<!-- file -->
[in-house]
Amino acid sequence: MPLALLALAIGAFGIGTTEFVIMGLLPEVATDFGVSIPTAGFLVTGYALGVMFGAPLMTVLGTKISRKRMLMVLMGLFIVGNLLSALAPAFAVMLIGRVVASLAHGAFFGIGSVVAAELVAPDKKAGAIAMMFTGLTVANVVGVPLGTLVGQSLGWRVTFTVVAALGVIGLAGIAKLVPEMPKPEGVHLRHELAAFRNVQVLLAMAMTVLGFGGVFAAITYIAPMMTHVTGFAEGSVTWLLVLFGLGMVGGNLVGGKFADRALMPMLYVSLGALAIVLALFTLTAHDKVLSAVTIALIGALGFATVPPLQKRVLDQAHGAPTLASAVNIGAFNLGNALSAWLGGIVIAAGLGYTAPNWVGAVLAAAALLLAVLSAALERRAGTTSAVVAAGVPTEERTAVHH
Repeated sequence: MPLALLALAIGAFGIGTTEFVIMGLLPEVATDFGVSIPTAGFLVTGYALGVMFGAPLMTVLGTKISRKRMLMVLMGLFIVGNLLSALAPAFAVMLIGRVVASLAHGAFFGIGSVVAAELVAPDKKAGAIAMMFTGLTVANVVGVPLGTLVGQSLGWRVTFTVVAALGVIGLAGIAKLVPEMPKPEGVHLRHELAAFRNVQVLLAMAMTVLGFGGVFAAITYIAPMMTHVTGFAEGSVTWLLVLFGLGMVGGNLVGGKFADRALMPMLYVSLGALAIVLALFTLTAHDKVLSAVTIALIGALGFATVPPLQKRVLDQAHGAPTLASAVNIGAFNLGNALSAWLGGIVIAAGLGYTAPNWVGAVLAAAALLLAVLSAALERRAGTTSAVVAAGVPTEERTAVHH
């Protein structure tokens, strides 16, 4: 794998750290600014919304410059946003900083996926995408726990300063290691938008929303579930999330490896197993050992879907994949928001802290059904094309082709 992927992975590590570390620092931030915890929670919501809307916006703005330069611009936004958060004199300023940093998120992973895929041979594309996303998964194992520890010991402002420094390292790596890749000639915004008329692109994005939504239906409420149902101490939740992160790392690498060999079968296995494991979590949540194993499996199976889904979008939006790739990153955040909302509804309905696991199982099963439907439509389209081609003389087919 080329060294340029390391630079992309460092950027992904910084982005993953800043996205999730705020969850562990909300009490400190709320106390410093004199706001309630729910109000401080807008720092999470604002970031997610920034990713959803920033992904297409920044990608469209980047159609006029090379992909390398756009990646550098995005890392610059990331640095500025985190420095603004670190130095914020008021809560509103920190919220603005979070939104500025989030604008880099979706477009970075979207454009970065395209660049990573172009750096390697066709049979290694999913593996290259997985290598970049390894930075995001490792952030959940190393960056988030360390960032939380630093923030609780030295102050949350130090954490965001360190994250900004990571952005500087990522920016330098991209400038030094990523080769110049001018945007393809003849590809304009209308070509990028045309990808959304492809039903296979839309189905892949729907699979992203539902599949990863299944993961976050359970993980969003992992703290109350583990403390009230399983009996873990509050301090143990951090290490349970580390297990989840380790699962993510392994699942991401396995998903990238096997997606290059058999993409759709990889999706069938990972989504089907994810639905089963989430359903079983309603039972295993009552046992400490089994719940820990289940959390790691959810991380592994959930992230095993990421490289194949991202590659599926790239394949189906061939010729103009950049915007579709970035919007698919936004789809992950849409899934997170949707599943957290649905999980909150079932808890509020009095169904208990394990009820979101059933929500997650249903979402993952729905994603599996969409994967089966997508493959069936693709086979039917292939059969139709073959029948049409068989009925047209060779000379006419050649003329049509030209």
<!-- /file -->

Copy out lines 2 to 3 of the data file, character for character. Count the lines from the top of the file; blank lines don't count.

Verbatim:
Amino acid sequence: MPLALLALAIGAFGIGTTEFVIMGLLPEVATDFGVSIPTAGFLVTGYALGVMFGAPLMTVLGTKISRKRMLMVLMGLFIVGNLLSALAPAFAVMLIGRVVASLAHGAFFGIGSVVAAELVAPDKKAGAIAMMFTGLTVANVVGVPLGTLVGQSLGWRVTFTVVAALGVIGLAGIAKLVPEMPKPEGVHLRHELAAFRNVQVLLAMAMTVLGFGGVFAAITYIAPMMTHVTGFAEGSVTWLLVLFGLGMVGGNLVGGKFADRALMPMLYVSLGALAIVLALFTLTAHDKVLSAVTIALIGALGFATVPPLQKRVLDQAHGAPTLASAVNIGAFNLGNALSAWLGGIVIAAGLGYTAPNWVGAVLAAAALLLAVLSAALERRAGTTSAVVAAGVPTEERTAVHH
Repeated sequence: MPLALLALAIGAFGIGTTEFVIMGLLPEVATDFGVSIPTAGFLVTGYALGVMFGAPLMTVLGTKISRKRMLMVLMGLFIVGNLLSALAPAFAVMLIGRVVASLAHGAFFGIGSVVAAELVAPDKKAGAIAMMFTGLTVANVVGVPLGTLVGQSLGWRVTFTVVAALGVIGLAGIAKLVPEMPKPEGVHLRHELAAFRNVQVLLAMAMTVLGFGGVFAAITYIAPMMTHVTGFAEGSVTWLLVLFGLGMVGGNLVGGKFADRALMPMLYVSLGALAIVLALFTLTAHDKVLSAVTIALIGALGFATVPPLQKRVLDQAHGAPTLASAVNIGAFNLGNALSAWLGGIVIAAGLGYTAPNWVGAVLAAAALLLAVLSAALERRAGTTSAVVAAGVPTEERTAVHH